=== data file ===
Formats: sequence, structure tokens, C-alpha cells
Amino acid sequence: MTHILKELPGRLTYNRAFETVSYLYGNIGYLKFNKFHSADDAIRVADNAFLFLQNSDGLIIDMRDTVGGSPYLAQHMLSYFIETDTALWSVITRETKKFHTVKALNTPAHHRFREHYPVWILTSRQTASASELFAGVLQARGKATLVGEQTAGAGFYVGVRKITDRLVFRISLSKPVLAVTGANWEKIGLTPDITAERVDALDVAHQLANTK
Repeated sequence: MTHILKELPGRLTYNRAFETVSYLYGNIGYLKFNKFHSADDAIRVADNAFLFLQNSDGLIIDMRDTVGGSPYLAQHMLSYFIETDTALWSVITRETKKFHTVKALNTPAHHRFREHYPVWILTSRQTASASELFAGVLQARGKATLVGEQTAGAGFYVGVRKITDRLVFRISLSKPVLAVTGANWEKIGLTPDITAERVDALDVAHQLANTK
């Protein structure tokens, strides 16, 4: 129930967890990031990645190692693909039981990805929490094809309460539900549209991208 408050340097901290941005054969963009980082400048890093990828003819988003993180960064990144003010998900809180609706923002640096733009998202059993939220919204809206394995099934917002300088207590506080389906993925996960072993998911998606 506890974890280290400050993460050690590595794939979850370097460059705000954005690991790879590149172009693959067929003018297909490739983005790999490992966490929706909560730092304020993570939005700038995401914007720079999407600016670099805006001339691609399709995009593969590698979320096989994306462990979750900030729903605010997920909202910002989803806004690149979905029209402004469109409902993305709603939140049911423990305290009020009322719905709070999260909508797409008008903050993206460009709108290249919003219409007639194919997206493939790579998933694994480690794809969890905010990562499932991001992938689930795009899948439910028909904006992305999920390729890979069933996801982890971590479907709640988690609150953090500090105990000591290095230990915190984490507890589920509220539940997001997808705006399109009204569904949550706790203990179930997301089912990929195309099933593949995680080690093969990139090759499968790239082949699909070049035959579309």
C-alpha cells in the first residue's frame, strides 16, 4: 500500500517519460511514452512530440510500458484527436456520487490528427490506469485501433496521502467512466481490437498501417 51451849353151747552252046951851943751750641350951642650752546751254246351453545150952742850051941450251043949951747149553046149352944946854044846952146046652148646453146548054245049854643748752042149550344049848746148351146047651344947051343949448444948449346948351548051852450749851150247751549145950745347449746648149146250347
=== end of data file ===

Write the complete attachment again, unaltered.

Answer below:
Formats: sequence, structure tokens, C-alpha cells
Amino acid sequence: MTHILKELPGRLTYNRAFETVSYLYGNIGYLKFNKFHSADDAIRVADNAFLFLQNSDGLIIDMRDTVGGSPYLAQHMLSYFIETDTALWSVITRETKKFHTVKALNTPAHHRFREHYPVWILTSRQTASASELFAGVLQARGKATLVGEQTAGAGFYVGVRKITDRLVFRISLSKPVLAVTGANWEKIGLTPDITAERVDALDVAHQLANTK
Repeated sequence: MTHILKELPGRLTYNRAFETVSYLYGNIGYLKFNKFHSADDAIRVADNAFLFLQNSDGLIIDMRDTVGGSPYLAQHMLSYFIETDTALWSVITRETKKFHTVKALNTPAHHRFREHYPVWILTSRQTASASELFAGVLQARGKATLVGEQTAGAGFYVGVRKITDRLVFRISLSKPVLAVTGANWEKIGLTPDITAERVDALDVAHQLANTK
């Protein structure tokens, strides 16, 4: 129930967890990031990645190692693909039981990805929490094809309460539900549209991208 408050340097901290941005054969963009980082400048890093990828003819988003993180960064990144003010998900809180609706923002640096733009998202059993939220919204809206394995099934917002300088207590506080389906993925996960072993998911998606 506890974890280290400050993460050690590595794939979850370097460059705000954005690991790879590149172009693959067929003018297909490739983005790999490992966490929706909560730092304020993570939005700038995401914007720079999407600016670099805006001339691609399709995009593969590698979320096989994306462990979750900030729903605010997920909202910002989803806004690149979905029209402004469109409902993305709603939140049911423990305290009020009322719905709070999260909508797409008008903050993206460009709108290249919003219409007639194919997206493939790579998933694994480690794809969890905010990562499932991001992938689930795009899948439910028909904006992305999920390729890979069933996801982890971590479907709640988690609150953090500090105990000591290095230990915190984490507890589920509220539940997001997808705006399109009204569904949550706790203990179930997301089912990929195309099933593949995680080690093969990139090759499968790239082949699909070049035959579309």
C-alpha cells in the first residue's frame, strides 16, 4: 500500500517519460511514452512530440510500458484527436456520487490528427490506469485501433496521502467512466481490437498501417 51451849353151747552252046951851943751750641350951642650752546751254246351453545150952742850051941450251043949951747149553046149352944946854044846952146046652148646453146548054245049854643748752042149550344049848746148351146047651344947051343949448444948449346948351548051852450749851150247751549145950745347449746648149146250347